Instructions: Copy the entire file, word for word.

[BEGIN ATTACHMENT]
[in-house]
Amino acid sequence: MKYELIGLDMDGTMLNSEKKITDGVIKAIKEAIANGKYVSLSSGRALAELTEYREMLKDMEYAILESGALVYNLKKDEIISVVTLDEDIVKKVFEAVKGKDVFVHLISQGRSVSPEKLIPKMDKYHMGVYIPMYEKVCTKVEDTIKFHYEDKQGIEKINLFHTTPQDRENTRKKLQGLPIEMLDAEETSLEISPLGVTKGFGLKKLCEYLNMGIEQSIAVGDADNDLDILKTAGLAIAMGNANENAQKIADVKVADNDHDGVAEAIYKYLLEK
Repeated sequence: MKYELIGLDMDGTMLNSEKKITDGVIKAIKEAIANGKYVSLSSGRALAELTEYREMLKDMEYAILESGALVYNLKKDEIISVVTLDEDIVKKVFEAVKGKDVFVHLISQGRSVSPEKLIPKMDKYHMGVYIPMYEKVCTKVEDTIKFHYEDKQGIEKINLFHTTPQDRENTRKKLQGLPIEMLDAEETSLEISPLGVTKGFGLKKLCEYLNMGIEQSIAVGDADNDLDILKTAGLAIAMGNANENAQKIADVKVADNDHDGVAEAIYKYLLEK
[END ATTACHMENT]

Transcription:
[in-house]
Amino acid sequence: MKYELIGLDMDGTMLNSEKKITDGVIKAIKEAIANGKYVSLSSGRALAELTEYREMLKDMEYAILESGALVYNLKKDEIISVVTLDEDIVKKVFEAVKGKDVFVHLISQGRSVSPEKLIPKMDKYHMGVYIPMYEKVCTKVEDTIKFHYEDKQGIEKINLFHTTPQDRENTRKKLQGLPIEMLDAEETSLEISPLGVTKGFGLKKLCEYLNMGIEQSIAVGDADNDLDILKTAGLAIAMGNANENAQKIADVKVADNDHDGVAEAIYKYLLEK
Repeated sequence: MKYELIGLDMDGTMLNSEKKITDGVIKAIKEAIANGKYVSLSSGRALAELTEYREMLKDMEYAILESGALVYNLKKDEIISVVTLDEDIVKKVFEAVKGKDVFVHLISQGRSVSPEKLIPKMDKYHMGVYIPMYEKVCTKVEDTIKFHYEDKQGIEKINLFHTTPQDRENTRKKLQGLPIEMLDAEETSLEISPLGVTKGFGLKKLCEYLNMGIEQSIAVGDADNDLDILKTAGLAIAMGNANENAQKIADVKVADNDHDGVAEAIYKYLLEK